I do not consider myself left or right leaning in political terms. I look at Indian politics and World politics on an issue-by-issue basis. The modern Indian political animal is not a prisoner of ideological dogma. He or she just wants to see India doing well without losing the core values of being Indian. We understand our values as upheld by our constitution on letter but I concede that we are far away from observing the same values in spirit. The distortion, the misinterpretation, and the misinformation campaigns of various political outfits are dragging India down, irrespective of whether the parties are leaning to the left, the right or the center.
Having said this, I have always had a fondness for the third front in India that includes the non-Congress, the non-BJP and the non-communist parties (although all three parties have attempted to bolster the third front with different intentions and with limited success). The Janata experiment is an unfulfilled promise and a ray of hope for people like me, who miss the third alternative. I think India is losing big time due to the lack of a pan-Indian third alternative.
Post Script: A brief history of the Janata experiment
Loknayak Jayaprakash Narayan took the battles to Indira Gandhi after she imposed Emergency in the late 1970s. His school of thought produced many students of politics who are now big leaders in the Congress, the BJP and the larger relicts of the erstwhile Janata parivar throughout India. After Janatha party’s defeat in the 1980s, despite short-lived governments of VP Singh, Chandrashekhar and the various forms of United Front in the 1990s, the Janata Dal has remained a bridge too far. The Janata experiment withered away for the same reasons that brought it into the fore. It encouraged individual judgement and placed the onus of responsibility on individuals. The same values encouraged big ego in some leaders that tore the party despite attempts to hold it together. Janata Dal was not a party defined by affiliations of caste or social status and it was not bogged down by religious ideologies, although some leaders have succumbed to such pressures and some leaders have lost their credibility in doing vote bank politics. The original Janata experiment was in the true sense a people’s movement. I don’t want to equate the Janata experiment with the recent experiments involving AAP in Delhi. The original Janata parivar was full of veteran freedom fighters and political thinkers who knew what they should be doing if they were in office.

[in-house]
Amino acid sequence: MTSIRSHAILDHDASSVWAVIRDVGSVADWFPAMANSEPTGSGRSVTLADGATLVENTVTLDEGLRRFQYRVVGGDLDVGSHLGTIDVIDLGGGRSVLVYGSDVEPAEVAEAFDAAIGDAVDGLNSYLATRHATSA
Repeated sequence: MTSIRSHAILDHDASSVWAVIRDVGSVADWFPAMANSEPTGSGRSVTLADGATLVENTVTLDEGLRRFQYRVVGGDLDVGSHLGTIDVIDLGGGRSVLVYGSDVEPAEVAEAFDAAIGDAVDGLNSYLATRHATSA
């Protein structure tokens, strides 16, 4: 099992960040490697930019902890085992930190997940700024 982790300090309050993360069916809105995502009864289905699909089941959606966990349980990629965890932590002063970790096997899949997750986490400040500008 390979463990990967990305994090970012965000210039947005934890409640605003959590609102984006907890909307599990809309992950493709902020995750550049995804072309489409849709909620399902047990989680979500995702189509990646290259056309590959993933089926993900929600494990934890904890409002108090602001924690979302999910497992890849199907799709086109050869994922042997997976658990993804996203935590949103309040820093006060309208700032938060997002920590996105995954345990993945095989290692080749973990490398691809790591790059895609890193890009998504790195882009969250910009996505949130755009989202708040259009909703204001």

See this for a brief history: Time lines: The Janata Experiment: published in The Hindu: April 2015
Relicts of the erstwhile Janata parivar have enjoyed power in various states across India, although they have had nothing significant to show in the parliamentary elections. Since the 1990s, although many leaders in the Janatha party were once full-fledged Congressmen, some regional leaders defined themselves as equidistant from the Congress and the BJP (Jan sangh). Biju Janata Dal (BJD) in Odisha, Janata Dal in Karnataka (split in 1990s into Janata Dal united and Janata Dal secular) are two examples that can speak of a political tradition that is distinct from either the Congress or the BJP. Nitish Kumar in Bihar is the most important regional face of the Janata experiment today. Some leaders who call themselves descendants of the old Janata experiment do not deserve a mention in my article. I will not waste time on them. Ramakrishna Hegde, J H Patel and H D Devegowda in Karnataka, Naveen Patnaik in Odisha were and are popular leaders and represent good aspects of the Janata ideal despite their personal flaws.
Nitish Kumar of the Janata Dal (United) is the current chief minister of Bihar. Bihar finished voting today for a new state assembly. Obviously, nobody knows who will win or lose. Nonetheless, Nitish Kumar symbolizes many things I like to see in an Indian political leader. He speaks the language of development, he is apparently uncorrupt, and he comes across as someone who understands Indian ethos of social harmony and pragmatism. I hope he wins in Bihar again.
I am absolutely hammer and tongs against Hindi bias in the parliamentary discourse. But, for various bad reasons, South Indian leaders do not have a chance to lead India at the national level. If there is anyone I would like to see at a more prominent central position, it will be someone like Nitish Kumar.